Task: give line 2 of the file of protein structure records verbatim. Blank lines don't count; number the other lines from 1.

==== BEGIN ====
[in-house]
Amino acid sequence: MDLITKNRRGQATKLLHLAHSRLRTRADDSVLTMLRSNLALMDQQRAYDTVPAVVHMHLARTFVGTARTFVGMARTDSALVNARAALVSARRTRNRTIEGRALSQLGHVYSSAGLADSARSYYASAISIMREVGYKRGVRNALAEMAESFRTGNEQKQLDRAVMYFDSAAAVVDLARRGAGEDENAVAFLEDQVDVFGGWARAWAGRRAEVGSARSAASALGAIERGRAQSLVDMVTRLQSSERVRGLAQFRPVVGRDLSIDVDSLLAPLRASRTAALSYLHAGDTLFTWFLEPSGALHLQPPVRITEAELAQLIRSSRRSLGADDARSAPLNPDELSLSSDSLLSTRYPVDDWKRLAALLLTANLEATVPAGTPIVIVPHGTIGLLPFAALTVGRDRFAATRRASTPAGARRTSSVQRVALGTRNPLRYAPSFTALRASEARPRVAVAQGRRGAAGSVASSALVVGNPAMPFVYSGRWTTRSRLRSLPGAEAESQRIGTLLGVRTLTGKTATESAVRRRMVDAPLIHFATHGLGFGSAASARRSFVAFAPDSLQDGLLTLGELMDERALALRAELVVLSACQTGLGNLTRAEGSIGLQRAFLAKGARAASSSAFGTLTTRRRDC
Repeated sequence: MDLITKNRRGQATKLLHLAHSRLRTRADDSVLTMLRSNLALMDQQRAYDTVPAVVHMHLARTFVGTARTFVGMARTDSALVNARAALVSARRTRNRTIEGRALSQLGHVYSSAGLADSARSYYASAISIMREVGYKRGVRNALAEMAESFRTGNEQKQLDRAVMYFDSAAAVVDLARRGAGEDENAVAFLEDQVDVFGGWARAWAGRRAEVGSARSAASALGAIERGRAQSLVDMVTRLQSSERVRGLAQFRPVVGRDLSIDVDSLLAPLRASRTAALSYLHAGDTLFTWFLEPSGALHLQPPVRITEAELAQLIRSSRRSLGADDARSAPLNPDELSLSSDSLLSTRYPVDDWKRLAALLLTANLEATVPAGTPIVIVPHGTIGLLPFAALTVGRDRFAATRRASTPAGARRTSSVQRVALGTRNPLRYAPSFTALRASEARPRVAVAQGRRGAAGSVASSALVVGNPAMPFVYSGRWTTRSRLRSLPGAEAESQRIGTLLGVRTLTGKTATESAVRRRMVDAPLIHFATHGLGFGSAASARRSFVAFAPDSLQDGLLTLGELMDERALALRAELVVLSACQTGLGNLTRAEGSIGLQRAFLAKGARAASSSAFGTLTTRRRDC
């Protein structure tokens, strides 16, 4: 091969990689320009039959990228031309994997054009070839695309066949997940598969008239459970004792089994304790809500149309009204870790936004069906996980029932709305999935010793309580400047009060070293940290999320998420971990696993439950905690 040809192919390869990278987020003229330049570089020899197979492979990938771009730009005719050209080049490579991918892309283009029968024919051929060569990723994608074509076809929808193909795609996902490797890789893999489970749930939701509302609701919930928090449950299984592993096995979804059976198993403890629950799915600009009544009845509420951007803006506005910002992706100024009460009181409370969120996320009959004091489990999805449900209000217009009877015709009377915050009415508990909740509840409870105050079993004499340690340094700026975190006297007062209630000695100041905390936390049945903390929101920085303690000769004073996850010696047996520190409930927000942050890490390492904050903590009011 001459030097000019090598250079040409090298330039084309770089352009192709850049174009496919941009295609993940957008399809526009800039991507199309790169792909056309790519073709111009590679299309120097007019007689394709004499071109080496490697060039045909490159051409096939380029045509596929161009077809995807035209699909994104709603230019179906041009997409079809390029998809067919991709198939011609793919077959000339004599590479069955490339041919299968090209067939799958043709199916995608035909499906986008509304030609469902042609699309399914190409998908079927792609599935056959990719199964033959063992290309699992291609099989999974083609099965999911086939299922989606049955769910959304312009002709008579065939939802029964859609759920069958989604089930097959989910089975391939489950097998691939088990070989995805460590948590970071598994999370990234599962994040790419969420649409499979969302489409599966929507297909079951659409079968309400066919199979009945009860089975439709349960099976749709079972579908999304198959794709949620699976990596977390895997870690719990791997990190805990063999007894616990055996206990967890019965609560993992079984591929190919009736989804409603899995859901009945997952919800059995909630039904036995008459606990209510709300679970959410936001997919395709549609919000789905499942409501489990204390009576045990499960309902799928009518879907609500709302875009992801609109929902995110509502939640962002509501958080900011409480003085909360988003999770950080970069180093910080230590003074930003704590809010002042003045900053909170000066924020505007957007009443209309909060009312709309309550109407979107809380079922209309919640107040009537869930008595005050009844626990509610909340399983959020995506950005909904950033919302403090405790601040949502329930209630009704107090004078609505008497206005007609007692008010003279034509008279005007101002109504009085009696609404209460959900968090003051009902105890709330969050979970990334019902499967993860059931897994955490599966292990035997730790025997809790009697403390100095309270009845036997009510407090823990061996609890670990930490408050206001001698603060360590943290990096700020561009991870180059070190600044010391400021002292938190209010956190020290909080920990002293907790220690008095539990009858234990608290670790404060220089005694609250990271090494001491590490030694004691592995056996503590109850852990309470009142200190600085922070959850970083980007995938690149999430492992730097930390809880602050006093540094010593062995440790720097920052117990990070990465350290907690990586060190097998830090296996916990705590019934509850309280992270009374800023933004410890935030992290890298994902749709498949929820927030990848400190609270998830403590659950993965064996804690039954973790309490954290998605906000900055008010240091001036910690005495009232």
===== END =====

Amino acid sequence: MDLITKNRRGQATKLLHLAHSRLRTRADDSVLTMLRSNLALMDQQRAYDTVPAVVHMHLARTFVGTARTFVGMARTDSALVNARAALVSARRTRNRTIEGRALSQLGHVYSSAGLADSARSYYASAISIMREVGYKRGVRNALAEMAESFRTGNEQKQLDRAVMYFDSAAAVVDLARRGAGEDENAVAFLEDQVDVFGGWARAWAGRRAEVGSARSAASALGAIERGRAQSLVDMVTRLQSSERVRGLAQFRPVVGRDLSIDVDSLLAPLRASRTAALSYLHAGDTLFTWFLEPSGALHLQPPVRITEAELAQLIRSSRRSLGADDARSAPLNPDELSLSSDSLLSTRYPVDDWKRLAALLLTANLEATVPAGTPIVIVPHGTIGLLPFAALTVGRDRFAATRRASTPAGARRTSSVQRVALGTRNPLRYAPSFTALRASEARPRVAVAQGRRGAAGSVASSALVVGNPAMPFVYSGRWTTRSRLRSLPGAEAESQRIGTLLGVRTLTGKTATESAVRRRMVDAPLIHFATHGLGFGSAASARRSFVAFAPDSLQDGLLTLGELMDERALALRAELVVLSACQTGLGNLTRAEGSIGLQRAFLAKGARAASSSAFGTLTTRRRDC